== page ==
A St. John Valley roadway and a bike route connecting Bangor to Allagash could bring tourism gold to Aroostook County if more people knew about them.
The St. John Valley/Fish River National Scenic Byway and the U.S. Bike Route 501 were federally designated about two years ago. The byway pays tribute to northern Maine’s Acadian and Native American culture, while the bicycle route aims to give cyclists a safe and pleasant trip north.
Winter recreation activities, like snowmobiling and skiing, bring abundant visitors and a huge economic boon to The County. The roadways were touted as a way to boost tourism in other seasons. But the Aroostook community needs to get the word out to make that work, Maine Department of Transportation and Northern Maine Development Commission officials said Tuesday.
“Both of these routes are really nothing more than lines on a map right now,” said Jay Kamm, senior planner at Northern Maine Development Commission in Caribou. “We need to generate local enthusiasm.”
The County already succeeds with winter tourism, Kamm said during an information session with transportation and tourism representatives from around Maine. The commission and the transportation department worked to seek federal recognition of the two travel routes to offer visitors more in the summer.
The St. John Valley/Fish River National Scenic Byway opened about 13 years ago, but earned federal designation in 2021. The Bold Coast Scenic Byway in Washington County and Katahdin Woods and Waters Scenic Byway were approved at the same time.
To earn the national nod, a route should have features of archeological, cultural, historic, natural, recreational or scenic significance and be widely recognized in its region, according to Federal Highway Administration guidelines for the America’s Byways Program.
The route travels 129 miles through the Valley and near Maine’s border with Canada, according to Aroostook County Tourism. The path encompasses the region’s heritage, historic places and languages.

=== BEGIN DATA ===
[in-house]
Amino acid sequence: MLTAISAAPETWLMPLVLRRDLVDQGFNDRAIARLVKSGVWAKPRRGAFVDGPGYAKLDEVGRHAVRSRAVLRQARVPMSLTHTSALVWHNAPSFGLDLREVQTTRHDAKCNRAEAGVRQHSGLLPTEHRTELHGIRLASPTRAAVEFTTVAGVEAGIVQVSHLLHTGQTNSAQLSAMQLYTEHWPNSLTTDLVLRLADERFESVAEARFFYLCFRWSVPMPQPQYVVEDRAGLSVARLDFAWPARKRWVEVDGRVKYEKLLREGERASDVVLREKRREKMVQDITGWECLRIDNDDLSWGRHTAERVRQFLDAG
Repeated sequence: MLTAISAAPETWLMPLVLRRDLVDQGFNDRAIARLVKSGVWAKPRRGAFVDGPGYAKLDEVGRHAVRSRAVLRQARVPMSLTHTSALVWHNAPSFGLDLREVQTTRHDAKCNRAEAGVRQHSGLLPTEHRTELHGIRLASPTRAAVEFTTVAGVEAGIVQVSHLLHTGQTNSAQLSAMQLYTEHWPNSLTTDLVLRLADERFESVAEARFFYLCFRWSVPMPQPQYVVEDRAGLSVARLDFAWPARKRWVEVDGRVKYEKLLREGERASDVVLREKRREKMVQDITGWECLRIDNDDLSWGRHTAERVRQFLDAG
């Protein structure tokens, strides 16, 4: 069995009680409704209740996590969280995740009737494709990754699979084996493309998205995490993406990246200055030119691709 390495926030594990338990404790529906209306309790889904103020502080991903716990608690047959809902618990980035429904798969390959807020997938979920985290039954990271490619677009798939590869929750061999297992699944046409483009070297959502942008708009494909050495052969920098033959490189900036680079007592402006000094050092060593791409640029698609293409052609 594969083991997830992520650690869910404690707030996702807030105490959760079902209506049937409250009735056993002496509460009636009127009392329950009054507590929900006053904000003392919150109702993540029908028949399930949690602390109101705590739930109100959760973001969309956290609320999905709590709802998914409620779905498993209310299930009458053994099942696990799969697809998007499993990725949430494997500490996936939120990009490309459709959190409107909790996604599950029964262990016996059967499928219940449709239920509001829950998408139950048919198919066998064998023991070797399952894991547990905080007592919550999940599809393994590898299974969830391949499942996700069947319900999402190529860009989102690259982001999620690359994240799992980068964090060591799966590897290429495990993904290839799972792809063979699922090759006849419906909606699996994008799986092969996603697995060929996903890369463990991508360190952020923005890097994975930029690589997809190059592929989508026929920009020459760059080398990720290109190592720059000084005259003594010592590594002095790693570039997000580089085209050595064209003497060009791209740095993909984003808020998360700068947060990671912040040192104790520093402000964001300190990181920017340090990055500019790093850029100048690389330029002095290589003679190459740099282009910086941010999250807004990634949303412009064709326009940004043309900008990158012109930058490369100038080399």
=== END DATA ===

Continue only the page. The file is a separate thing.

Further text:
U.S. Bike Route 501 added 344 more miles in 2021 and now goes from Bangor to Allagash. RidewithGPS.com features a map of the route, which travels by the Penobscot River, Katahdin Woods and Waters National Monument, then goes through Houlton, Presque Isle and up into northernmost Aroostook County.
The Maine Department of Transportation is working to add signs and pave shoulders along the routes, active transportation planner Dakota Hewlett said, and also plans to include all the U.S. bike routes in Maine on state maps.
The department released the state’s first active transportation plan earlier this year, which encompasses walking, biking and other forms of exercise. The plan’s goals include assessing speed limits, improving municipal transportation options and expanding the off-road network with multiple-use trails, Hewlett said.
The department is working with the Bicycle Coalition of Maine to improve safety and marketing, he said.
A promotion called Slow ME Down encourages motorists to travel at speed limits and watch for people on bicycles, said Erik daSilva, the coalition’s associate education director.
The coalition’s website features a Where to Ride section, which includes statewide routes and cycling information, including for Aroostook County, daSilva said.
Considering the growing popularity of electric bicycles, access to chargers every 50 or so miles along the way is important. Bicycle chargers use regular outlets, he said.
“One of the things that keeps people away from doing routes like this is they can’t be sure of being able to charge,” daSilva said.
The aim now is to get communities involved with promoting the routes, Kamm said.
Area businesses will help with that marketing, said Jacob Pelkey, tourism developer with Aroostook County Tourism. The routes really represent tours and experiences, which need to be valued by local businesses, he said.
The tourism group has designed and printed materials like brochures and maps featuring the routes, and has developed vinyl stickers that businesses can display to get the word out to visitors, he said.
Another information session is planned later this fall.
“I think the ball is rolling,” Kamm said. “We just want to make sure it keeps rolling.”